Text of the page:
10 March 2015
A new study has suggested that people who are obese or who have type 2 diabetes experience changes in their T-cell population.
In significantly overweight individuals or those who have obesity-induced type 2 diabetes, there is an accumulation of immune cells within adipose tissue, which results in lower levels of chronic inflammation, according to the research.
Published in the Journal of Clinical Investigation, the study found that the gut microbial populations also differ in these people, but weight loss through diet or weight loss surgery can improve type 2-associated symptoms and shifts the gut microbiota.
According to the findings, a population of T-cells - called mucosal-associated invariant T (MAIT) cells - is different in patients with type 2 diabetes or who are severely obese. MAIT cells are responsible for recognising bacterial ligands in mucosal and inflamed tissues.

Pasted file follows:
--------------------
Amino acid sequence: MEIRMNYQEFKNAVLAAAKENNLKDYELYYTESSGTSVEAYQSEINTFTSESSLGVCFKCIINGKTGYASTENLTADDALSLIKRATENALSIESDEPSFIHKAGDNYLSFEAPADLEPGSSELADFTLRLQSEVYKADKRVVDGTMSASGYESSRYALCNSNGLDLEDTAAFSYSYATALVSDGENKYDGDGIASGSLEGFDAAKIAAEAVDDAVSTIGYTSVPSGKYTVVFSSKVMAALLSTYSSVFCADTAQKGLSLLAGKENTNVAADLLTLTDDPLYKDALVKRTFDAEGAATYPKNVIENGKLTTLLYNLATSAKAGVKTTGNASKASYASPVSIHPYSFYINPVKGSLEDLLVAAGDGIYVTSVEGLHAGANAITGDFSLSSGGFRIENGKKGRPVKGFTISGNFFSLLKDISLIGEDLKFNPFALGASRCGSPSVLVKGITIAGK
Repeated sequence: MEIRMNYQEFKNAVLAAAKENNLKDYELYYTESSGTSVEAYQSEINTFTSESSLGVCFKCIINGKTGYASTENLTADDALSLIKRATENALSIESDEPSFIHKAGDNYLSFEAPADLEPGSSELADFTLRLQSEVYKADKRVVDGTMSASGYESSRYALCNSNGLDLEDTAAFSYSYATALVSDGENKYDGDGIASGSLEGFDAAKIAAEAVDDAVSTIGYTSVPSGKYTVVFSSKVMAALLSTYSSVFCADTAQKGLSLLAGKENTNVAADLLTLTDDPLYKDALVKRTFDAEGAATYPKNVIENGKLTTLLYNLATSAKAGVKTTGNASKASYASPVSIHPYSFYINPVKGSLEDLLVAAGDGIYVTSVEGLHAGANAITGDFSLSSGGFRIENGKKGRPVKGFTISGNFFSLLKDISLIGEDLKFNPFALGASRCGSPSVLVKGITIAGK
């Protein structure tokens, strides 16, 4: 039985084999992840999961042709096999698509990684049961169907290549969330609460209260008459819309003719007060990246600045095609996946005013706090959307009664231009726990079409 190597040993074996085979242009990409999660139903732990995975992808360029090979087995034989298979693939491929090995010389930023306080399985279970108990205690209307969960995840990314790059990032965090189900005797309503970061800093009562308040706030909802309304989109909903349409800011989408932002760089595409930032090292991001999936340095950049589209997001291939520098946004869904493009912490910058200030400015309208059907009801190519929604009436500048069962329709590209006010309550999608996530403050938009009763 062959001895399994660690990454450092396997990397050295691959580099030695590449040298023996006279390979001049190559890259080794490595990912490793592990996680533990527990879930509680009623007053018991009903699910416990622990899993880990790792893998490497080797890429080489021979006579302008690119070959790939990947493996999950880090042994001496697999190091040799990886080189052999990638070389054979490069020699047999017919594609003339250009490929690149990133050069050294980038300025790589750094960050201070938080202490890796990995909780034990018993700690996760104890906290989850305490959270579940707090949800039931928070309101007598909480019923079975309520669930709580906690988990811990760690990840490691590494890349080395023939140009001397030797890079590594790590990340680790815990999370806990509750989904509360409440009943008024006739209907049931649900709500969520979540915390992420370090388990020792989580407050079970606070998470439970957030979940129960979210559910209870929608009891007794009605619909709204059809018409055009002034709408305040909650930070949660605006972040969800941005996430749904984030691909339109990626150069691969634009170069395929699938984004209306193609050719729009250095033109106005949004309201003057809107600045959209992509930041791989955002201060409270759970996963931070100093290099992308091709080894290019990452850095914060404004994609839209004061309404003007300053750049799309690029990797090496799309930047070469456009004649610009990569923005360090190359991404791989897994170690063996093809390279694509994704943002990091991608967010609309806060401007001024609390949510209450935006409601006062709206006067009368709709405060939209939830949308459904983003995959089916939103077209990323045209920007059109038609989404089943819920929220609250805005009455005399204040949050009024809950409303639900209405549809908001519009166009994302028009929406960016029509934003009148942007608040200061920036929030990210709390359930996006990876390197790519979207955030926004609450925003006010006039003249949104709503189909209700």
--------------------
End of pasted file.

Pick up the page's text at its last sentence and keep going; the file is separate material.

The team compared participants with the condition or who were severely obese to a group of healthy controls and found that circulating MAIT cell population was dramatically reduced.
For obese patients, it found that bariatric surgery-induced weight loss was able to restore circulating MAIT cells, while also reducing inflammatory cytokine production in these cells. cytokine production in these cells.
Posted by Edward Bartel
Health News is provided by Adfero in collaboration with Spire Healthcare. Please note that all copy above is ©Adfero Ltd. and does not reflect views or opinions of Spire Healthcare unless explicitly stated. Additional comments on the page from individual Spire consultants do not necessarily reflect the views or opinions of other consultants or Spire Healthcare.